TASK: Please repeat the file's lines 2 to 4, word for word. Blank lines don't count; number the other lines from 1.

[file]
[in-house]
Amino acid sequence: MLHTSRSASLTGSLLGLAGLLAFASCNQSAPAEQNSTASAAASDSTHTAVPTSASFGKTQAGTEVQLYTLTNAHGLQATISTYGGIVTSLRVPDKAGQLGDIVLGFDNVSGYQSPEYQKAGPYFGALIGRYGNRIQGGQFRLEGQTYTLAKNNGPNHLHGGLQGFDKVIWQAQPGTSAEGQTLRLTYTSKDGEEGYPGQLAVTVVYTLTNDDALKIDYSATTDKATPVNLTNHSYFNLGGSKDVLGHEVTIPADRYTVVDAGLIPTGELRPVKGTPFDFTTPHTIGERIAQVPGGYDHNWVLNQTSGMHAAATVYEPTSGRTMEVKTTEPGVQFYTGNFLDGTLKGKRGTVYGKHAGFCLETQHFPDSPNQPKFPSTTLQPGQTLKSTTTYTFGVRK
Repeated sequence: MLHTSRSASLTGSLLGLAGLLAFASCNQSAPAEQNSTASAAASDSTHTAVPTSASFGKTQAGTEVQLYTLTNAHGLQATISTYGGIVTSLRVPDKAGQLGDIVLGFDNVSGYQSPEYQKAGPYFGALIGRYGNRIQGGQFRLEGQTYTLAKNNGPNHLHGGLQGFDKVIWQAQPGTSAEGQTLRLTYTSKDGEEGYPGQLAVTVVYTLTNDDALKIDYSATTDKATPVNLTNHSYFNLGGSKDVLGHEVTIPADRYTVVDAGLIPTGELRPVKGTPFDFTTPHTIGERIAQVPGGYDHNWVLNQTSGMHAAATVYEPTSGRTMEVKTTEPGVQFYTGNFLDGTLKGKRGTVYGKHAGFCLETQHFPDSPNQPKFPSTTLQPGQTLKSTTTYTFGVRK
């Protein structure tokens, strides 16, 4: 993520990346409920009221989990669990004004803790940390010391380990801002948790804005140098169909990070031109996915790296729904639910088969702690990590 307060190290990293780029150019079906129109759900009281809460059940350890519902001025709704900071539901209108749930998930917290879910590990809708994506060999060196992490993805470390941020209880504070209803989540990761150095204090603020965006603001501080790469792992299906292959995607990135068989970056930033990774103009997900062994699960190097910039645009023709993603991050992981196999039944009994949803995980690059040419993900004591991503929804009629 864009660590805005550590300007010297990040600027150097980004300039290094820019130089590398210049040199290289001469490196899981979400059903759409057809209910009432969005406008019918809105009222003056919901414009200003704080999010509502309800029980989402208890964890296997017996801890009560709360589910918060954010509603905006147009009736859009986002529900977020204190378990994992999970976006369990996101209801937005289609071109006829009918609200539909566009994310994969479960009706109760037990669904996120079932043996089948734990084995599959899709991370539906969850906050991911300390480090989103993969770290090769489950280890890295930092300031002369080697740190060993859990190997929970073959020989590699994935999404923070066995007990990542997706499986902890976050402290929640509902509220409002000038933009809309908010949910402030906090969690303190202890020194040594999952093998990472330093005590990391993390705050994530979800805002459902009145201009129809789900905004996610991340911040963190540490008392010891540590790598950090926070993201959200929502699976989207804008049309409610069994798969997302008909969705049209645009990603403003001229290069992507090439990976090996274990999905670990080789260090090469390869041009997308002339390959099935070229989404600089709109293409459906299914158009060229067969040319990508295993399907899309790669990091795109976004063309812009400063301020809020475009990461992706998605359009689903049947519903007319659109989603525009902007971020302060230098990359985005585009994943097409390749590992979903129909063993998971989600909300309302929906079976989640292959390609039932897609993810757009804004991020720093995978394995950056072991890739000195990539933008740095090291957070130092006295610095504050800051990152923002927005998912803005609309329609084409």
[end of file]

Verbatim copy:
Amino acid sequence: MLHTSRSASLTGSLLGLAGLLAFASCNQSAPAEQNSTASAAASDSTHTAVPTSASFGKTQAGTEVQLYTLTNAHGLQATISTYGGIVTSLRVPDKAGQLGDIVLGFDNVSGYQSPEYQKAGPYFGALIGRYGNRIQGGQFRLEGQTYTLAKNNGPNHLHGGLQGFDKVIWQAQPGTSAEGQTLRLTYTSKDGEEGYPGQLAVTVVYTLTNDDALKIDYSATTDKATPVNLTNHSYFNLGGSKDVLGHEVTIPADRYTVVDAGLIPTGELRPVKGTPFDFTTPHTIGERIAQVPGGYDHNWVLNQTSGMHAAATVYEPTSGRTMEVKTTEPGVQFYTGNFLDGTLKGKRGTVYGKHAGFCLETQHFPDSPNQPKFPSTTLQPGQTLKSTTTYTFGVRK
Repeated sequence: MLHTSRSASLTGSLLGLAGLLAFASCNQSAPAEQNSTASAAASDSTHTAVPTSASFGKTQAGTEVQLYTLTNAHGLQATISTYGGIVTSLRVPDKAGQLGDIVLGFDNVSGYQSPEYQKAGPYFGALIGRYGNRIQGGQFRLEGQTYTLAKNNGPNHLHGGLQGFDKVIWQAQPGTSAEGQTLRLTYTSKDGEEGYPGQLAVTVVYTLTNDDALKIDYSATTDKATPVNLTNHSYFNLGGSKDVLGHEVTIPADRYTVVDAGLIPTGELRPVKGTPFDFTTPHTIGERIAQVPGGYDHNWVLNQTSGMHAAATVYEPTSGRTMEVKTTEPGVQFYTGNFLDGTLKGKRGTVYGKHAGFCLETQHFPDSPNQPKFPSTTLQPGQTLKSTTTYTFGVRK
């Protein structure tokens, strides 16, 4: 993520990346409920009221989990669990004004803790940390010391380990801002948790804005140098169909990070031109996915790296729904639910088969702690990590 307060190290990293780029150019079906129109759900009281809460059940350890519902001025709704900071539901209108749930998930917290879910590990809708994506060999060196992490993805470390941020209880504070209803989540990761150095204090603020965006603001501080790469792992299906292959995607990135068989970056930033990774103009997900062994699960190097910039645009023709993603991050992981196999039944009994949803995980690059040419993900004591991503929804009629 864009660590805005550590300007010297990040600027150097980004300039290094820019130089590398210049040199290289001469490196899981979400059903759409057809209910009432969005406008019918809105009222003056919901414009200003704080999010509502309800029980989402208890964890296997017996801890009560709360589910918060954010509603905006147009009736859009986002529900977020204190378990994992999970976006369990996101209801937005289609071109006829009918609200539909566009994310994969479960009706109760037990669904996120079932043996089948734990084995599959899709991370539906969850906050991911300390480090989103993969770290090769489950280890890295930092300031002369080697740190060993859990190997929970073959020989590699994935999404923070066995007990990542997706499986902890976050402290929640509902509220409002000038933009809309908010949910402030906090969690303190202890020194040594999952093998990472330093005590990391993390705050994530979800805002459902009145201009129809789900905004996610991340911040963190540490008392010891540590790598950090926070993201959200929502699976989207804008049309409610069994798969997302008909969705049209645009990603403003001229290069992507090439990976090996274990999905670990080789260090090469390869041009997308002339390959099935070229989404600089709109293409459906299914158009060229067969040319990508295993399907899309790669990091795109976004063309812009400063301020809020475009990461992706998605359009689903049947519903007319659109989603525009902007971020302060230098990359985005585009994943097409390749590992979903129909063993998971989600909300309302929906079976989640292959390609039932897609993810757009804004991020720093995978394995950056072991890739000195990539933008740095090291957070130092006295610095504050800051990152923002927005998912803005609309329609084409």